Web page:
# two point gaussian quadrature to approximate $\int_0^1(1-x)f(x)\text{ dx}$

I want to use two point gaussian quadrature to approximate $$\int_0^1(1-x)f(x)\text{ dx}$$

Because $(1−x)$ is a linear polynomial, polynomials $f$ of degree at most $2n−2=2$ (because we use two point gaussian quadrature $n=2$) can be accurately integrated. So, I would deal with a polynomial $p(x)=a_0+a_1x+a_2x^2$.

Integration yields $$\int_{-1}^1p(x)(1−x) dx=a_0(2)+a_1\left(−\frac{2}{3}\right)+a_2\left(\frac{2}{3}\right)$$ However, the quadrature is of the form $$\int_{-1}^1p(x)(1−x)\text{ dx}≈c_1p(x_1)+c_2p(x_2)$$ So, we have four variables but only three equations. What am I doing wrong here?

The Gauss-Legendre-quadrature is exact for polynomials upto degree 2n-1, if n is the number of points. So, with two points, the formula is exact upto degree 3. The reason is, that

$$\int_{-1}^1 x^n dx = 0$$

for odd n. So you only need the constant term and the quadratic term, so two points are enough.

Concrete, you have four equations :

$$c_1+c_2 = 2$$ $$c_1x_1+c_2x_2 = 0$$ $$c_1x_1^2+c_2x_2^2 = \frac{2}{3}$$ $$c_1x_1^3+c_2x_2^3 = 0$$

We multiply the second equation with $x_1^2$ and subtract the fourth to get

$$c_2x_2(x_1^2-x_2^2) = 0$$

This means $x_1=-x_2$ because the abscisses must be different ($x_2=0$ would lead to equal abscisses).

Inserting this in the second equation we get

$$-c_1x_2+c_2x_2 = 0$$

So it follows

$$c_1=c_2=1$$

with the first equation.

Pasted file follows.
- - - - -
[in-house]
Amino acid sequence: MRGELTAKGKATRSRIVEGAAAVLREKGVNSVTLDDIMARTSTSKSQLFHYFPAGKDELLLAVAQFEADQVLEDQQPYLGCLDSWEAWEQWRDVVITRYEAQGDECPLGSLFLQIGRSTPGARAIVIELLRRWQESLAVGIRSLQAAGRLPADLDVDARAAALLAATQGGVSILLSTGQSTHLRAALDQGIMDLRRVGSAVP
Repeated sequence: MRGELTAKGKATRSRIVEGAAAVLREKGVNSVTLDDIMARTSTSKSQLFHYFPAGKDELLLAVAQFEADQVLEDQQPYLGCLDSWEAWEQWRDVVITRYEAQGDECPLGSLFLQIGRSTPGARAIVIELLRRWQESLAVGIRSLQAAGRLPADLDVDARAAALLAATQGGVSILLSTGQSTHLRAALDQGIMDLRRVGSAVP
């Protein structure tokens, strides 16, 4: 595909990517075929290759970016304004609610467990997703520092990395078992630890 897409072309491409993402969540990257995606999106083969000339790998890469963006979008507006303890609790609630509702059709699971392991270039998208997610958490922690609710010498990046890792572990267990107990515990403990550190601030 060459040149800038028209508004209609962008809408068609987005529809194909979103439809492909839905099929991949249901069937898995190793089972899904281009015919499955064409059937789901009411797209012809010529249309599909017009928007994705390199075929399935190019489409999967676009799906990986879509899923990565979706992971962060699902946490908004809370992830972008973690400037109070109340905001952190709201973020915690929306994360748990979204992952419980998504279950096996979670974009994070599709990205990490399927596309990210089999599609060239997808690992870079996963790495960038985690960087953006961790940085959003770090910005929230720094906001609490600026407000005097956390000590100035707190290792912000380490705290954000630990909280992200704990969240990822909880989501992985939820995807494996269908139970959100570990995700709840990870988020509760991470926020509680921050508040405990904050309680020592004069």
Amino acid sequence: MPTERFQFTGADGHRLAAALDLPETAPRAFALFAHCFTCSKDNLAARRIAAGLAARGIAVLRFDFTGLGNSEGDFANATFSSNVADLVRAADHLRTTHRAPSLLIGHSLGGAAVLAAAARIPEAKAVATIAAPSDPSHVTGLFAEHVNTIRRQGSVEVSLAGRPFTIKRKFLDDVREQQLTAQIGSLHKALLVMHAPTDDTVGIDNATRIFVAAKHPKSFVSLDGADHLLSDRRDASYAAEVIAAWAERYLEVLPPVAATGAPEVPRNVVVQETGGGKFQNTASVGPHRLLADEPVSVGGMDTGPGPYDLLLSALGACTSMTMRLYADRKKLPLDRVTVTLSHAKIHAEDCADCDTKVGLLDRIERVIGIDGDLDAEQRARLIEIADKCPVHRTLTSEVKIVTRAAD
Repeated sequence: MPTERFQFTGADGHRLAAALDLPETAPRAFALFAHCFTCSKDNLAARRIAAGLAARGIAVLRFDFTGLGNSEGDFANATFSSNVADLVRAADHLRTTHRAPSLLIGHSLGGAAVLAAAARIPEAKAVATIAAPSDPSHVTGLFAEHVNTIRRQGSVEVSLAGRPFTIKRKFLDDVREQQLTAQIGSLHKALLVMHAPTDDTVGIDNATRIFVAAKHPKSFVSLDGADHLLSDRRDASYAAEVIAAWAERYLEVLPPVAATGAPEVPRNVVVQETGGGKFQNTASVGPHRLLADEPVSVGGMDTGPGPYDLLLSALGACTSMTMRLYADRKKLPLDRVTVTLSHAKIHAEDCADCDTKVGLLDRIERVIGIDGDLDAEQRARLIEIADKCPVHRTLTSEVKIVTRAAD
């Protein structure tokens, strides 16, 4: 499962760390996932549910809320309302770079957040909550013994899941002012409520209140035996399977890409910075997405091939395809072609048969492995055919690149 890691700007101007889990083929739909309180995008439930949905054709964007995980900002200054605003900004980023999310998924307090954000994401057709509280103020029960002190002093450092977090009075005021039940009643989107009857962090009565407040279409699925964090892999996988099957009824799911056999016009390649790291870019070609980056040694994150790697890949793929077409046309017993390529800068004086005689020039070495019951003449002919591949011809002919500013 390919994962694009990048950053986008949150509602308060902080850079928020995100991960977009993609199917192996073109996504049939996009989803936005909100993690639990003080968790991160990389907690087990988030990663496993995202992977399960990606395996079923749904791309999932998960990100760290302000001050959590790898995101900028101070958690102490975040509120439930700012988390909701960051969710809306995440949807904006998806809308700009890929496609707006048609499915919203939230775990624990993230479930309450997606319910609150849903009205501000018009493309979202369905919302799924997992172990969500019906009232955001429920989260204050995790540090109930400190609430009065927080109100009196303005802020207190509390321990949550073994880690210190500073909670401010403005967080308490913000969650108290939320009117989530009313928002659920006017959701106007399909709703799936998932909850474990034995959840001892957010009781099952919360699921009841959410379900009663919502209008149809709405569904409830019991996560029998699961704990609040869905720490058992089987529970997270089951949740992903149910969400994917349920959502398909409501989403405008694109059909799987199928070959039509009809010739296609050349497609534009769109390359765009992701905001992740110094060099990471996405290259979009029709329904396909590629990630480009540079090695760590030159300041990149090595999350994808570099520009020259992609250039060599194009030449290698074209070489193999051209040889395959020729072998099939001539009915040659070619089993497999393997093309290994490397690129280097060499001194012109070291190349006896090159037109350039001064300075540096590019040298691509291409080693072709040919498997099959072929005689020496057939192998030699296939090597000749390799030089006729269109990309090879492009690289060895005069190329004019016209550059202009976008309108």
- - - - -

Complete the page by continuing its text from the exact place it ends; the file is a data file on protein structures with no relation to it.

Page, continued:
Finally, inserting this in the third equation, gives $x_1^3=\frac{1}{3}$. So $x_1=-x_2=\sqrt{\frac{1}{3}}$

Note that this solution only holds for the weighting function w(x) = 1. For other weighting functions, we need gauss-quadrature. There are formulas for the weights and the abscisses in the general case.

• I didn't think about that, but that might be the solution. So, you say, I should consider a polynomial of the form $$p(x)=a_0+a_2x^2$$ Thus, I should integrate $$\int_{-1}^1p(x)(1-x)=2a_0+\frac{2}{3}a_2$$ Gauß-Legendre-quadrature is of the form $$c_1p(x_1)+c_2p(x_2)=a_0(c_1+c_2)+a_2(c_1x_1^2+c_2x_2^2)$$ So, we've got four variables $(c_1,c_2,x_1,x_2)$, but only two equations $(c_1+c_2=2\wedge c_1x_1^2+c_2x_2^2=\frac{2}{3})$. What am I doing wrong? Commented Jan 28, 2014 at 9:36
• Is my answer useful nevertheless, or shall I delete it ? Commented Jan 28, 2014 at 17:52
• So, what does that mean exactly? I've integrated $$\int_{-1}^1p(x)(1-x)\text{ dx}=2a_0-\frac{2}{3}a_1+\frac{2}{3}a_2-\frac{2}{5}a_3$$ Then, I got four equations form $$p(x_1 )+c_2 p(x_2 )=a_0 (c_1+c_2 )+a_1 (c_1 x_1+c_2 x_2 )+a_2 (c_1 x_1^2+c_2 x_2^2 )+a_3 (c_1 x_1^3+c_2 x_2^3 )$$ The equations are: $$(1)\;c_1+c_2=2\;,\;\;\;(2)\;c_1x_1+c_2x_2=-\frac{2}{3}\;,\;\;\;(3)\;c_1x_1^2+c_2x_2^2=\frac{2}{3}\;,\;\;\;(4)\;c_1x_1^3+c_2x_2^3=-\frac{2}{5}$$ However, this is not that easy to solve as the equation system above. Commented Jan 28, 2014 at 17:55
• Your answer is still useful, but you should mention that you are referring to the Gauss-Quadrature with weighting function $w(x)\equiv 1$. I'm sure I do anything wrong. One should be able to find a solution for that exercise without numerically solving an equation system. Commented Jan 28, 2014 at 17:57
• There are formulas for the weights and the abscisses. Simply google under gauss-quadrature. Commented Jan 28, 2014 at 17:59